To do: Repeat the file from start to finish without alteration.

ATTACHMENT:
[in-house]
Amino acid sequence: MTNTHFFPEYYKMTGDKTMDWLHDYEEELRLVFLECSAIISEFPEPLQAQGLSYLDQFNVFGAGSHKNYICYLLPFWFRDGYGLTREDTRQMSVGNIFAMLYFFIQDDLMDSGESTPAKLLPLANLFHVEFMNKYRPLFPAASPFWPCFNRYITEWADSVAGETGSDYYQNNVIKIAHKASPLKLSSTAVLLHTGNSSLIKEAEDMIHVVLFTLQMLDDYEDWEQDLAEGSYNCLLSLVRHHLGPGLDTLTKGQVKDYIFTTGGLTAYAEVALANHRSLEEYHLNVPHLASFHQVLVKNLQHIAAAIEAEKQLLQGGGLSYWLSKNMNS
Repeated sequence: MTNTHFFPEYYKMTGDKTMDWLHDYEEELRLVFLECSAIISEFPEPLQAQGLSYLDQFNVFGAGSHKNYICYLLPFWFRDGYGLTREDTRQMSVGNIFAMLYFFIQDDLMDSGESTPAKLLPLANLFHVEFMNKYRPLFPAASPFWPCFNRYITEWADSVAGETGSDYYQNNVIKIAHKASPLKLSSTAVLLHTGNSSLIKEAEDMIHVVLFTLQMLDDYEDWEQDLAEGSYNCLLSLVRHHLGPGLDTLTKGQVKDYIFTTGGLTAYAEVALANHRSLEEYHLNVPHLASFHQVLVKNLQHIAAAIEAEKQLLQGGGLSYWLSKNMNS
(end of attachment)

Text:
[in-house]
Amino acid sequence: MTNTHFFPEYYKMTGDKTMDWLHDYEEELRLVFLECSAIISEFPEPLQAQGLSYLDQFNVFGAGSHKNYICYLLPFWFRDGYGLTREDTRQMSVGNIFAMLYFFIQDDLMDSGESTPAKLLPLANLFHVEFMNKYRPLFPAASPFWPCFNRYITEWADSVAGETGSDYYQNNVIKIAHKASPLKLSSTAVLLHTGNSSLIKEAEDMIHVVLFTLQMLDDYEDWEQDLAEGSYNCLLSLVRHHLGPGLDTLTKGQVKDYIFTTGGLTAYAEVALANHRSLEEYHLNVPHLASFHQVLVKNLQHIAAAIEAEKQLLQGGGLSYWLSKNMNS
Repeated sequence: MTNTHFFPEYYKMTGDKTMDWLHDYEEELRLVFLECSAIISEFPEPLQAQGLSYLDQFNVFGAGSHKNYICYLLPFWFRDGYGLTREDTRQMSVGNIFAMLYFFIQDDLMDSGESTPAKLLPLANLFHVEFMNKYRPLFPAASPFWPCFNRYITEWADSVAGETGSDYYQNNVIKIAHKASPLKLSSTAVLLHTGNSSLIKEAEDMIHVVLFTLQMLDDYEDWEQDLAEGSYNCLLSLVRHHLGPGLDTLTKGQVKDYIFTTGGLTAYAEVALANHRSLEEYHLNVPHLASFHQVLVKNLQHIAAAIEAEKQLLQGGGLSYWLSKNMNS